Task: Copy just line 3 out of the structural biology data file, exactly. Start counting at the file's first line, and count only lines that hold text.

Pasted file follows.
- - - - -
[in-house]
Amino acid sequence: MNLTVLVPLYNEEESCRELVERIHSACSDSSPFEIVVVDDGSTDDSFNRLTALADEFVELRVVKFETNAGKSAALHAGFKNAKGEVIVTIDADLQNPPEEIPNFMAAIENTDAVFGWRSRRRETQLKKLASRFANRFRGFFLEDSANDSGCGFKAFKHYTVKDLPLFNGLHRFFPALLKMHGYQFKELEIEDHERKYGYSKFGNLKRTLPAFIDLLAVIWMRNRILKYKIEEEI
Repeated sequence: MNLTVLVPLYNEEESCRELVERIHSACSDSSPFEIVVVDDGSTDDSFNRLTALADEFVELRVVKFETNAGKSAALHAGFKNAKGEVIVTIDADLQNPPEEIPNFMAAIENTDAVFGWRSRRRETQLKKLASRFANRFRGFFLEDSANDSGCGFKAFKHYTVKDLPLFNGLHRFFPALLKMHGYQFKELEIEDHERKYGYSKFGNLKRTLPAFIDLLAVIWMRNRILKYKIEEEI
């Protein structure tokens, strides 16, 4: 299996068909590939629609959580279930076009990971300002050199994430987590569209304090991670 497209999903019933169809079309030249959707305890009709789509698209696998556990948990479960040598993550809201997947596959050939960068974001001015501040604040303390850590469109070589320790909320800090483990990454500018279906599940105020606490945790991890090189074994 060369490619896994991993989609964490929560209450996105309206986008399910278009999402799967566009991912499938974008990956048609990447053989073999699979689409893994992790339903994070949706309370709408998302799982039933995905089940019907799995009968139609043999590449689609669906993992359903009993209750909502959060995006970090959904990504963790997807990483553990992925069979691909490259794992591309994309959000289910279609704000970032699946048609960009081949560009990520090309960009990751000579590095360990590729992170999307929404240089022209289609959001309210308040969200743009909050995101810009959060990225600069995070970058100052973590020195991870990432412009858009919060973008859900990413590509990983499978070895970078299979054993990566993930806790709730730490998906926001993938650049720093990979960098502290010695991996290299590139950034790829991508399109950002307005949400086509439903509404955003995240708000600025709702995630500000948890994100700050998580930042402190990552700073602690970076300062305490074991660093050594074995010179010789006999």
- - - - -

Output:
Repeated sequence: MNLTVLVPLYNEEESCRELVERIHSACSDSSPFEIVVVDDGSTDDSFNRLTALADEFVELRVVKFETNAGKSAALHAGFKNAKGEVIVTIDADLQNPPEEIPNFMAAIENTDAVFGWRSRRRETQLKKLASRFANRFRGFFLEDSANDSGCGFKAFKHYTVKDLPLFNGLHRFFPALLKMHGYQFKELEIEDHERKYGYSKFGNLKRTLPAFIDLLAVIWMRNRILKYKIEEEI